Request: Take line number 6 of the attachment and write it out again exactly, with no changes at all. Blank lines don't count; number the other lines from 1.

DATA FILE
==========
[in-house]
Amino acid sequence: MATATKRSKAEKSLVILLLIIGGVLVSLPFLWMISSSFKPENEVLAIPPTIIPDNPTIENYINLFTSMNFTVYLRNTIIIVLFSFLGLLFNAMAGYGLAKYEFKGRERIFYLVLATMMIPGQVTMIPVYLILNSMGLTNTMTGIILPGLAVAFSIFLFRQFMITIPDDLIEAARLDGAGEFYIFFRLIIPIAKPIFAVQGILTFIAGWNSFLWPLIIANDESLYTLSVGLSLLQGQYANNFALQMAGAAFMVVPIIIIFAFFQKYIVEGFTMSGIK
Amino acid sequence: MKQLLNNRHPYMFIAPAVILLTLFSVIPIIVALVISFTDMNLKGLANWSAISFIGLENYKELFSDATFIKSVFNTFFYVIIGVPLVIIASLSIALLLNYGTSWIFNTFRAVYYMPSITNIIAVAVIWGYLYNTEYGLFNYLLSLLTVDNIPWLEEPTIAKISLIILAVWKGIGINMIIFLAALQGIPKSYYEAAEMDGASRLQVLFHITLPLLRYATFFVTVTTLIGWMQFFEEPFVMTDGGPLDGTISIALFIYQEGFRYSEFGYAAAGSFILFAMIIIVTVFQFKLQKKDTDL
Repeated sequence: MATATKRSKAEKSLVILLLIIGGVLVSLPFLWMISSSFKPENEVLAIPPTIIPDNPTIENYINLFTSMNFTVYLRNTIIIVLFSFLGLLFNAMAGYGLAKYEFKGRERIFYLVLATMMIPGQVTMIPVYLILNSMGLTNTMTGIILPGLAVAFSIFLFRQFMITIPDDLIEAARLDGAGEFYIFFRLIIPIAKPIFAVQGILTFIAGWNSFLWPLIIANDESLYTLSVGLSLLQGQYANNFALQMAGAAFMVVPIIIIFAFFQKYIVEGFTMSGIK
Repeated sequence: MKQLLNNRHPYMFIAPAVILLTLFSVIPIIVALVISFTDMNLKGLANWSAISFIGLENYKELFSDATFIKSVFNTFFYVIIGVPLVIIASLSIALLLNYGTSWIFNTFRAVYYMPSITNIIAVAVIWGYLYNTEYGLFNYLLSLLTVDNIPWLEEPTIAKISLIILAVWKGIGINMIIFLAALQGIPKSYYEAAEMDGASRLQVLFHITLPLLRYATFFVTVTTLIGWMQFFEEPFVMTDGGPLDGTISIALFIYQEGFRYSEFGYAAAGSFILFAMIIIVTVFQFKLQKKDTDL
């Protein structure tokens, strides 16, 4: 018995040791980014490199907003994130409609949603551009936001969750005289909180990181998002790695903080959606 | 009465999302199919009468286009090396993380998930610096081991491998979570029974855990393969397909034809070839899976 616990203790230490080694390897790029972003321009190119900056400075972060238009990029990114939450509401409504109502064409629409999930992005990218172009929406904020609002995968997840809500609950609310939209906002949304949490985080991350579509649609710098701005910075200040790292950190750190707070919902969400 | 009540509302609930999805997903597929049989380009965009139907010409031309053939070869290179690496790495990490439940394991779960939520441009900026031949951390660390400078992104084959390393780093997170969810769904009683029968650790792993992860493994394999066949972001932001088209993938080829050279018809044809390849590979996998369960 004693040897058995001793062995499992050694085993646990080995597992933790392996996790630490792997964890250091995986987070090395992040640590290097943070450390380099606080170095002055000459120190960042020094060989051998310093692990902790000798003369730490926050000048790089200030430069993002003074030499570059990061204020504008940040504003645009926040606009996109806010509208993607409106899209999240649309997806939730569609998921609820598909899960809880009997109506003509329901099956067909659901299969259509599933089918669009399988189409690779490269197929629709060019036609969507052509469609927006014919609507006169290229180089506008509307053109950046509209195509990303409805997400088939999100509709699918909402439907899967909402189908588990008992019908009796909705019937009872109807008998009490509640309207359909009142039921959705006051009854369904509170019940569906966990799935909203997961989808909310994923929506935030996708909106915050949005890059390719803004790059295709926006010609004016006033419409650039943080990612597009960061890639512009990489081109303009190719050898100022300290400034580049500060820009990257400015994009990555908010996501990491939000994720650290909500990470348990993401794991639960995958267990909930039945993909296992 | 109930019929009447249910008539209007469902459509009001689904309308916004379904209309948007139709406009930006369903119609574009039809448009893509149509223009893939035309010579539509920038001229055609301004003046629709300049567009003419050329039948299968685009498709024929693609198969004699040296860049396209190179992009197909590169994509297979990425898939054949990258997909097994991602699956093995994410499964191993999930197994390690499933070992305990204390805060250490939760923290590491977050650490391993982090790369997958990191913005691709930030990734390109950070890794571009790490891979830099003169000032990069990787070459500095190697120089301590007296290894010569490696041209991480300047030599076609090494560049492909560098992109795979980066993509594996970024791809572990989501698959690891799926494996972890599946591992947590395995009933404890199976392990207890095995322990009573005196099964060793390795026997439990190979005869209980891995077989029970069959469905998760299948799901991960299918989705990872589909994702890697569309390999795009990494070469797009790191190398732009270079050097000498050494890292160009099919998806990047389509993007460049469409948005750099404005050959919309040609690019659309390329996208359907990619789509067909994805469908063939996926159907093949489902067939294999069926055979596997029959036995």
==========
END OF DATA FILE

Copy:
């Protein structure tokens, strides 16, 4: 018995040791980014490199907003994130409609949603551009936001969750005289909180990181998002790695903080959606 | 009465999302199919009468286009090396993380998930610096081991491998979570029974855990393969397909034809070839899976 616990203790230490080694390897790029972003321009190119900056400075972060238009990029990114939450509401409504109502064409629409999930992005990218172009929406904020609002995968997840809500609950609310939209906002949304949490985080991350579509649609710098701005910075200040790292950190750190707070919902969400 | 009540509302609930999805997903597929049989380009965009139907010409031309053939070869290179690496790495990490439940394991779960939520441009900026031949951390660390400078992104084959390393780093997170969810769904009683029968650790792993992860493994394999066949972001932001088209993938080829050279018809044809390849590979996998369960 004693040897058995001793062995499992050694085993646990080995597992933790392996996790630490792997964890250091995986987070090395992040640590290097943070450390380099606080170095002055000459120190960042020094060989051998310093692990902790000798003369730490926050000048790089200030430069993002003074030499570059990061204020504008940040504003645009926040606009996109806010509208993607409106899209999240649309997806939730569609998921609820598909899960809880009997109506003509329901099956067909659901299969259509599933089918669009399988189409690779490269197929629709060019036609969507052509469609927006014919609507006169290229180089506008509307053109950046509209195509990303409805997400088939999100509709699918909402439907899967909402189908588990008992019908009796909705019937009872109807008998009490509640309207359909009142039921959705006051009854369904509170019940569906966990799935909203997961989808909310994923929506935030996708909106915050949005890059390719803004790059295709926006010609004016006033419409650039943080990612597009960061890639512009990489081109303009190719050898100022300290400034580049500060820009990257400015994009990555908010996501990491939000994720650290909500990470348990993401794991639960995958267990909930039945993909296992 | 109930019929009447249910008539209007469902459509009001689904309308916004379904209309948007139709406009930006369903119609574009039809448009893509149509223009893939035309010579539509920038001229055609301004003046629709300049567009003419050329039948299968685009498709024929693609198969004699040296860049396209190179992009197909590169994509297979990425898939054949990258997909097994991602699956093995994410499964191993999930197994390690499933070992305990204390805060250490939760923290590491977050650490391993982090790369997958990191913005691709930030990734390109950070890794571009790490891979830099003169000032990069990787070459500095190697120089301590007296290894010569490696041209991480300047030599076609090494560049492909560098992109795979980066993509594996970024791809572990989501698959690891799926494996972890599946591992947590395995009933404890199976392990207890095995322990009573005196099964060793390795026997439990190979005869209980891995077989029970069959469905998760299948799901991960299918989705990872589909994702890697569309390999795009990494070469797009790191190398732009270079050097000498050494890292160009099919998806990047389509993007460049469409948005750099404005050959919309040609690019659309390329996208359907990619789509067909994805469908063939996926159907093949489902067939294999069926055979596997029959036995």